We have previously shown that topical opioids including morphine and its congeners promote healing of full thickness ischemic wounds in rats. We examined the contribution of mu opioid receptor (MOPr)–mediated healing of full thickness ischemic wounds using MOPr and delta or kappa opioid receptor knockout (KO) mice. Wound closure in the early (day 5) as well as later phases was delayed in topical morphine or PBS-treated MOPr-KO mice compared with reciprocal treatments of wounds in wild-type (WT) mice. MOPr expression was significantly upregulated at 30 min in the wound margins and colocalized with wound margins and vasculature in the epidermal and dermal layers of the skin. We next examined whether neuropeptide expression was involved in the mechanism of MOPr-mediated wound closure. Substance P (SP) and calcitonin gene-related peptide immunoreactivity (ir) was significantly increased in the skin of MOPr-KO mice as compared with WT mice. Neuropeptide-ir was increased significantly in PBS-treated wounds of MOPr and WT mice, but morphine treatment reduced neuropeptide immunoreactivity in both as compared with PBS. Wounding of keratinocytes led to the release of opioid peptide beta-endorphin (β-END) in conditioned medium, which stimulated the proliferation of endothelial cells. MOPr-selective (D-Phe-Cys-Tyr-D-Trp-Orn-Thr-Pen-Thr-NH2, CTOP) and nonselective OPr antagonist naloxone-inhibited endothelial proliferation induced by wounded keratinocyte-conditioned medium. In addition, accelerated wound area closure in vitro by morphine was suppressed by methylnaltrexone, a nonselective OPr antagonist with high affinity for MOPr. Morphine and its congeners stimulated the proliferation of endothelial cells from WT mice but not those from MOPr-KO mice. Furthermore, morphine-induced mitogen-activated protein kinase/extracellular signal-regulated kinase phosphorylation in endothelial cells was significantly decreased in MOPr-KO mice as compared with WT mice. Collectively, these data suggest that MOPr plays a critical role in the proliferation phase with the formation of granulation tissue during wound healing.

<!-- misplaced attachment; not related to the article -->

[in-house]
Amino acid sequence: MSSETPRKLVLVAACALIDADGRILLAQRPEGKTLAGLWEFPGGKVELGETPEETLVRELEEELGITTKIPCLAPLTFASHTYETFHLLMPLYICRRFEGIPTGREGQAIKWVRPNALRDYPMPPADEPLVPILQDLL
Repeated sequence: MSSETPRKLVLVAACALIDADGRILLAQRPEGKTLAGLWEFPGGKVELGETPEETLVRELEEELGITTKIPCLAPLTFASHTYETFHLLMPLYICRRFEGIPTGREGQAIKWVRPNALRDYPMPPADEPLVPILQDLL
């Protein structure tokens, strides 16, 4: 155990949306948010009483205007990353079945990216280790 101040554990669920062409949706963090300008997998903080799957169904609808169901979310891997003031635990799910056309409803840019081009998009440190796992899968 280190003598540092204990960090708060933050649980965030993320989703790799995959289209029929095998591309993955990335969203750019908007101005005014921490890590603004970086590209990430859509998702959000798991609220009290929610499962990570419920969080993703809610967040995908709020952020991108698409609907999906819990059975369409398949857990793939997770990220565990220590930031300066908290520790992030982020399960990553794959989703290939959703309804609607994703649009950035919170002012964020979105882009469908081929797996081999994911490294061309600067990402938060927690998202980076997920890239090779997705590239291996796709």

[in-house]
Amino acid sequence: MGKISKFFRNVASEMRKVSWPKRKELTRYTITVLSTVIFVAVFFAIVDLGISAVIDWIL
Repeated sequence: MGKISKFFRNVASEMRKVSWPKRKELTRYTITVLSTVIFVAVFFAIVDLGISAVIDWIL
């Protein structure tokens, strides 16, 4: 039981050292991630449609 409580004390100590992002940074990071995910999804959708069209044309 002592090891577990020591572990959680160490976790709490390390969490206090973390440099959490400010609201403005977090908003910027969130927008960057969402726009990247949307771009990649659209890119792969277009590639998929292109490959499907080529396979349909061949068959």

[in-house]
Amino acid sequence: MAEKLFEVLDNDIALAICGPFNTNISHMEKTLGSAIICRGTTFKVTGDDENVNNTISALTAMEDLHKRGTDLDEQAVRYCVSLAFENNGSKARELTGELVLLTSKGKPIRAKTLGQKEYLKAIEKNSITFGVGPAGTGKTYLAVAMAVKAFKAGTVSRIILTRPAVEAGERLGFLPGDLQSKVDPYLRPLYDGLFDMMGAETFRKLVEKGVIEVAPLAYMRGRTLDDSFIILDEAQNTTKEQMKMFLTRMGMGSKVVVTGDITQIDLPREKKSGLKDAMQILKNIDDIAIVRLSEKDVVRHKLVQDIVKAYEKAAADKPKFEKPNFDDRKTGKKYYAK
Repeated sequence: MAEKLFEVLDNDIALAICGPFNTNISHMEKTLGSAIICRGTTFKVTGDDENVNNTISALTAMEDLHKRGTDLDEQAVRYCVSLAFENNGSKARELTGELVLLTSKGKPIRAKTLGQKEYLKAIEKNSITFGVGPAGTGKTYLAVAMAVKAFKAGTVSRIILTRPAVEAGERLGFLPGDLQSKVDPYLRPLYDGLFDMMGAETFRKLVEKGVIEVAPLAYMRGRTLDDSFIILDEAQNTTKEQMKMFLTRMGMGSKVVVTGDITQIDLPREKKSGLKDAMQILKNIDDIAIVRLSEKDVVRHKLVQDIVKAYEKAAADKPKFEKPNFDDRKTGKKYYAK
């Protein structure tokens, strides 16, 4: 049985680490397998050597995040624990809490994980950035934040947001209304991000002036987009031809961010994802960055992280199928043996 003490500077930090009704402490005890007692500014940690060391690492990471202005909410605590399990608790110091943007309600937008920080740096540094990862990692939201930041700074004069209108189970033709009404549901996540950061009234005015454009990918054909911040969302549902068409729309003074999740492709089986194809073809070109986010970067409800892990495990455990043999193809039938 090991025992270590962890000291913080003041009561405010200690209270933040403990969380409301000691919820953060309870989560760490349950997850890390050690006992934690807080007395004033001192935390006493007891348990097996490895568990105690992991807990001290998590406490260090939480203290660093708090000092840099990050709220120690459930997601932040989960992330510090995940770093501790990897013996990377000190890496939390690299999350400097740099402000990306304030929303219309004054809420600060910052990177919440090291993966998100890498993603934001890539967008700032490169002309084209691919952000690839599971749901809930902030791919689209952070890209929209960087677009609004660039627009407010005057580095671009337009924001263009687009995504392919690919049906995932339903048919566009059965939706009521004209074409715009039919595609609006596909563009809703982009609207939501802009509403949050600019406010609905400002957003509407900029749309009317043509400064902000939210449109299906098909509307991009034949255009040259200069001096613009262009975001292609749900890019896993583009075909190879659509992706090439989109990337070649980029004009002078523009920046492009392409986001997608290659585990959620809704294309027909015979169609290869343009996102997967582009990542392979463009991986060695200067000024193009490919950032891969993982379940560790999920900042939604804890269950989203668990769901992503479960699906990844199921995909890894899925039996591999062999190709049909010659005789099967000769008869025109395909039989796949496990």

All Science Journal Classification (ASJC) codes
- Public Health, Environmental and Occupational Health
- Biochemistry, medical
- Physiology (medical)